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Commentary: Legislators can’t truly represent the people if they don’t know the people

The following column by Indiana State Rep. Sue Errington also appears at

Earlier this month, I and my fellow members of the House Elections and Appropriations Committee attended public redistricting hearings across the state of Indiana and listened as hundreds of Hoosiers called for the same thing: fair maps.

In a time when politics and the pandemic have divided so many, it was inspiring to hear hundreds of Hoosiers unite and demand that the legislature implement a nonpartisan redistricting process. Republicans and Democrats alike shared their many frustrations, including the fact that many of their communities were split up like jigsaw puzzles.

For example, my home county, Delaware County, is divided among five state representatives. Only two of those representatives, including myself, actually live in Delaware County. Yet, the other three representatives are expected to be advocates for the people of Delaware County in the General Assembly. How can they know what to advocate for if they don’t live and engage with the community? Every county is unique. Every county has its own values, causes and issues. On top of that, Delaware County is home to Ball State University, which brings its own needs and concerns when it comes to representation.

Legislators cannot truly represent the people if they do not know the people.

Counties like mine are split up to create safe districts and easy elections for the supermajority. There is no incentive to get to know the community or its people because the legislator doesn’t need their vote. They don’t have to put in the effort to get to know Delaware County because they have several other counties within their district to make up the difference at the polls. This has a ripple effect. The legislator doesn’t know or need to advocate for legislation and change that benefits the people so they support or oppose legislation based on their own biases or their own party agendas. This is how Indiana has seen extremely partisan policy, like the abortion reversal or permit-less gun carry legislation we saw in the 2021 Legislative Session. That policy always ends up costing Hoosiers, either through costly, taxpayer-funded lawsuits or further infringement of basic rights.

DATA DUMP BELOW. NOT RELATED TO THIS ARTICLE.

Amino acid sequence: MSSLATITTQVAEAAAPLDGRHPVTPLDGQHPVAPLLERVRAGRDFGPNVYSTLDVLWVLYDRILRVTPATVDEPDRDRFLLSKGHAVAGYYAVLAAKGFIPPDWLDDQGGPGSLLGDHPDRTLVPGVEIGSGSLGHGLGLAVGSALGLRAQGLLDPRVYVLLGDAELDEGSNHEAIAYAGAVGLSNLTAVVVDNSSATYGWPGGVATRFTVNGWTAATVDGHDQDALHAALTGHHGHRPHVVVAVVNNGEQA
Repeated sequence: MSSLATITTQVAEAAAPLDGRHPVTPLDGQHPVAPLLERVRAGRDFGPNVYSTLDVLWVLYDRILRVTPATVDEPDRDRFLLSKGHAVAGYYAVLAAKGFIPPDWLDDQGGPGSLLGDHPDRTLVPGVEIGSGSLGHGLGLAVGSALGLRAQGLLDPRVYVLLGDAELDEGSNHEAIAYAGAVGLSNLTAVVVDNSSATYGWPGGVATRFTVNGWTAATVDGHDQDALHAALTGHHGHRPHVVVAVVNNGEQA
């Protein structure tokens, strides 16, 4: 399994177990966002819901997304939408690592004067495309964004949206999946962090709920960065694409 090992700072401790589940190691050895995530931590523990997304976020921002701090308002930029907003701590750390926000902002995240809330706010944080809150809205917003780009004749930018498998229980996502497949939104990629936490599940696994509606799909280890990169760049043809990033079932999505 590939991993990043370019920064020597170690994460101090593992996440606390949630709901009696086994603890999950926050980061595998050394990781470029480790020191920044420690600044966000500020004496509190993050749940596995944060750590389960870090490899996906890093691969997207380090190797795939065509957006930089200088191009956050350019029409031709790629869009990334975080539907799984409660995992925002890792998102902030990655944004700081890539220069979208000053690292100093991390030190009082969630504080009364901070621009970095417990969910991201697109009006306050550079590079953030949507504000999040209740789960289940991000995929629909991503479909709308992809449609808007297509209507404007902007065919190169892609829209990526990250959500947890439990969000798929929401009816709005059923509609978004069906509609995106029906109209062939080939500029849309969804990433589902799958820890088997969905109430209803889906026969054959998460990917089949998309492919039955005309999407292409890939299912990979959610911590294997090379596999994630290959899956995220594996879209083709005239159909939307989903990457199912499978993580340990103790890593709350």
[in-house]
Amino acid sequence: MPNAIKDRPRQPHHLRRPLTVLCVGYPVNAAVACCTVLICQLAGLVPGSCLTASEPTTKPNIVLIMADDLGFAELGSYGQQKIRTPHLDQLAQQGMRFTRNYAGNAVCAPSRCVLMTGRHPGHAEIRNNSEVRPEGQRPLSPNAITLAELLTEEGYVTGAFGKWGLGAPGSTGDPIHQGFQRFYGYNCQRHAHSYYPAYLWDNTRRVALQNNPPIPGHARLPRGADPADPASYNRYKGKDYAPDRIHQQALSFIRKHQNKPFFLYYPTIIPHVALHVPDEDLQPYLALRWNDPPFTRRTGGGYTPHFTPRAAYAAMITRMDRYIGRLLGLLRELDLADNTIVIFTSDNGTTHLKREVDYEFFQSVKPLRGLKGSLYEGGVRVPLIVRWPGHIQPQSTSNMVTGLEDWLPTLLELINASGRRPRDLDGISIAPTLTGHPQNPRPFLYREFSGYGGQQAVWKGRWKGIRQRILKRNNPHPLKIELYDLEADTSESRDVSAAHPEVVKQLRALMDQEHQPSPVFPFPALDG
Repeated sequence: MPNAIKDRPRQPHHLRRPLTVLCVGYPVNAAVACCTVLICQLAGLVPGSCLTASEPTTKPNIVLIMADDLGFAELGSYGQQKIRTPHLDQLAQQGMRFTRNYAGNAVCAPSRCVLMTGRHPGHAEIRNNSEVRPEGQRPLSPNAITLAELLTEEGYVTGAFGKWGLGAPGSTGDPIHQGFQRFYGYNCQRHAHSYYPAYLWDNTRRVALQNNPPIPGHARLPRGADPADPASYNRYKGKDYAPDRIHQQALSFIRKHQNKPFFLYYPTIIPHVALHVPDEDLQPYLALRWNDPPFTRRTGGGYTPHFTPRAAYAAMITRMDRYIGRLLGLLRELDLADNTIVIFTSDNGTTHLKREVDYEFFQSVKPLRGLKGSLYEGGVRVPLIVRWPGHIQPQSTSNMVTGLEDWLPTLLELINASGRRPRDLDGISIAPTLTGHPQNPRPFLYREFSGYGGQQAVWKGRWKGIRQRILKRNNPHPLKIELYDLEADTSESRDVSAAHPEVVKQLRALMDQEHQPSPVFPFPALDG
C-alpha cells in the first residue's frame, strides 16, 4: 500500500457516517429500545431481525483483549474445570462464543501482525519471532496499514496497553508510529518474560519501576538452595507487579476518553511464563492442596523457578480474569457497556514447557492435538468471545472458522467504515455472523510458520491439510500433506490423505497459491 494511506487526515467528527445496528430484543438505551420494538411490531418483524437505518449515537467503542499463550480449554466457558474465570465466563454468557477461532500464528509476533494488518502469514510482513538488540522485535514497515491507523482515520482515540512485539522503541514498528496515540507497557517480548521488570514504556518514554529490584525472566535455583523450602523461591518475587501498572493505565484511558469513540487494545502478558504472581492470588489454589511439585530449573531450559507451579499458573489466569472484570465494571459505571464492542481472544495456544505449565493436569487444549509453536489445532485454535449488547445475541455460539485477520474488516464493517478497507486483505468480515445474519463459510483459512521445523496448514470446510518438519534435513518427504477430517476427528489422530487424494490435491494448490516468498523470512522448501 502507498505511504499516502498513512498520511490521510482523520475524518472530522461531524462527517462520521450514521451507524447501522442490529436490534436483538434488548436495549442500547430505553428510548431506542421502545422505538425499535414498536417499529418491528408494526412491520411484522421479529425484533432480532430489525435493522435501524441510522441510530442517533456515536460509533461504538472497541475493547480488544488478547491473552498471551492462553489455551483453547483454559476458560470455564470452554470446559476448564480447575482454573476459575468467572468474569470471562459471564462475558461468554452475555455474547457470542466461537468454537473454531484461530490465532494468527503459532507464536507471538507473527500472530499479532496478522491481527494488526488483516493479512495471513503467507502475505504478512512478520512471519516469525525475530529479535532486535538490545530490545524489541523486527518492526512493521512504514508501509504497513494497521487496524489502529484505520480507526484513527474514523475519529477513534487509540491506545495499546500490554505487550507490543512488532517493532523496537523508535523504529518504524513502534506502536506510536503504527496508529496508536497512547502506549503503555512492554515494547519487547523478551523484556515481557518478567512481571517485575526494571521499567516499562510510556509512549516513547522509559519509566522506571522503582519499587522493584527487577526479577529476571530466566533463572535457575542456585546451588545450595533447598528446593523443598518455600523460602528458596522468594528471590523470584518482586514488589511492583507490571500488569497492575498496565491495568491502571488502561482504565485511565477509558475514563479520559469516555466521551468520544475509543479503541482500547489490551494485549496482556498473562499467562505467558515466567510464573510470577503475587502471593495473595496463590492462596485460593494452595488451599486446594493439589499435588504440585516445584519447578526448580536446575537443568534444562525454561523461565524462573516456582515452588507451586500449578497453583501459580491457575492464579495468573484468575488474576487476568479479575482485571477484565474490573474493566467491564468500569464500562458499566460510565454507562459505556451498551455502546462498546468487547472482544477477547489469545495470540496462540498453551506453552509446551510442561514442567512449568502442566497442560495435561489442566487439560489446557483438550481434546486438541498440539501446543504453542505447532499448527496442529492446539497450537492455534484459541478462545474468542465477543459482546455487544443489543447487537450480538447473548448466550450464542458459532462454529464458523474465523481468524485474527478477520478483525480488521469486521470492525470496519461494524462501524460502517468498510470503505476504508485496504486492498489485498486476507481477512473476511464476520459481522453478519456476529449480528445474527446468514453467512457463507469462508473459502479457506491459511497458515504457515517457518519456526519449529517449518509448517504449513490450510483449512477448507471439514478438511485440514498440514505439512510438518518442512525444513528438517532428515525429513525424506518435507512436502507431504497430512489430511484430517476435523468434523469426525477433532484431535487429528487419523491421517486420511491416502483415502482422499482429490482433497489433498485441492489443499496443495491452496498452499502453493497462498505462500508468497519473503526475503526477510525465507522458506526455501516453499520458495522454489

The testimony of Marilyn Moran Townsend during Indianapolis’s redistricting hearing united the voices of all concerned Hoosiers:  “We understand from our voters that they believe that unfair maps by either party leads to less representative government. It leads to more abuses in government, it leads to more extreme government, and it leads to less responsive government.”

Hoosiers deserve to look at their representatives and see their communities reflected back. They deserve to see their values and causes reflected in the legislation their representatives present. They deserve maps free from political bias and greed.

Hoosiers have made their voices heard. Now it is time to turn their words into action and draw fair maps.

Sue Errington (above), a Democrat, is a member of the Indiana House of Representatives from Muncie.

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